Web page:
The building's restoration began in 1948 with the aim of establishing a "House of Culture." The baroque exterior and courtyard facades were to be restored to be true to the original. The interiors were to be restored to their original state without the extensions of the 19th century, i.e. without a Hall of Fame and open staircase. Due to structural problems, the historical vaults of the ground floor could not be preserved.

The Zeughaus with a notice advising its reconstruction and remodelling as the Museum for German History (30 January 1951) by Illus Bildagentur and ADN-ZentralbildGerman Historical Museum

In 1950, at a meeting of the Central Committee of the Socialist Unity Party of Germany (SED), the decision was made to found a "Museum of German History." In the same year, due to the poor condition of the stone, the Armory was completely gutted and a steel skeleton structure was installed.

Clearance of the east wing of the Berlin Armoury (1951) by Siegfried LochGerman Historical Museum

The reconstruction was subsequently divided into 2 parts: the faithful restoration of the Baroque facade architecture and the planning and implementation of a completely new interior design.
The project had several planning stages which were overseen by different architects. Initially the emphasis was on the functional architectural style of the 1920s. This style was replaced, however, by that of revivalist architecture, the "national tradition" construction style required in the GDR.
The reconstruction therefore also reflected the political and cultural developments in Germany, which had been divided since 1949.

View of the Karl Marx exhibition at the Museum für Deutsche Geschichte (MfDG) (1955) by Foto BrüggemannGerman Historical Museum

The Museum für Deutsche Geschichte (Museum of German History) was officially founded in 1952. It was the first attempt to exhibit a cultural and social presentation of German history instead of the military history in the Armory. This was based on the Marxist-Leninist historical view of the GDR.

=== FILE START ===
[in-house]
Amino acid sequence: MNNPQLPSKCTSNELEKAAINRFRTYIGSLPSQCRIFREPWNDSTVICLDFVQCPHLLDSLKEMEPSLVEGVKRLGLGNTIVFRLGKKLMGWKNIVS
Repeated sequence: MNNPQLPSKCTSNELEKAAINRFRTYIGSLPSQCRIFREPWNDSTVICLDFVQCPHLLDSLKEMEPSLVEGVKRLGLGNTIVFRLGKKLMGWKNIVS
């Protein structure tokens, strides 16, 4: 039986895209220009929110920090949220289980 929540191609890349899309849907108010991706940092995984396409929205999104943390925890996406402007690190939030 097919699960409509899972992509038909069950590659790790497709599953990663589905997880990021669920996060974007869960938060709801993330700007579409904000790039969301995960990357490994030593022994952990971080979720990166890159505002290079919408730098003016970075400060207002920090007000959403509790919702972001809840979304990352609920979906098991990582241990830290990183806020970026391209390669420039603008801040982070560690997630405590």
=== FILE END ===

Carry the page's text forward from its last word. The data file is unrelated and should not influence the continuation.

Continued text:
"Unter den Linden" boulevard with view of the Armoury (Museum für Deutsche Geschichte) and the Palace of the Republic (after 1973) by Martin SchmidtGerman Historical Museum

The construction of each wing was carried out one after the other, meaning the first permanent exhibition of the Museum of German History opened in 1962. The final interior, however, was not completed until 1967.

After German reunification, the Armory and the collections of the Museum für Deutsche Geschichte (MfDG) became the property of the German Historical Museum (DHM), which had been founded 3 years earlier in the Federal Republic of Germany. Originally the DHM had planned to build this in West Berlin, but the plans changed after the end of the GDR and the MfDG closed its doors for the last time. From 1999 to 2003 the Armory was extensively renovated and rebuilt once more. The aim was to do justice to both the baroque structure and the changes made during the reconstruction after 1945.

In addition to general modernization, construction also included expanding the area on the upper floor and adding a new roof over the inner courtyard. This roof was designed by Ieoh Ming Pei. The exhibition building next to the Armory, also designed by I.M. Pei, was completed at the same time in 2003. The DHM's first permanent exhibition was opened in the Armory in 2006.

Credits: Story


Ulrike Kretzschmar: "Vom Arsenal zum Museum", in: Das Berliner Zeughaus. Vom Waffenarsenal zum Deutschen Historischen Museum, hg. v. Ulrike Kretzschmar, München et al. 2006.

Mary-Elizabeth Andrews: Zeitschichten. Deutsche Geschichte im Spiegel des Berliner Zeughauses, Berlin 2015.

Text- und Bildredaktion: Björn Schmidt / DHM.

Credits: All media
The story featured may in some cases have been created by an independent third party and may not always represent the views of the institutions, listed below, who have supplied the content.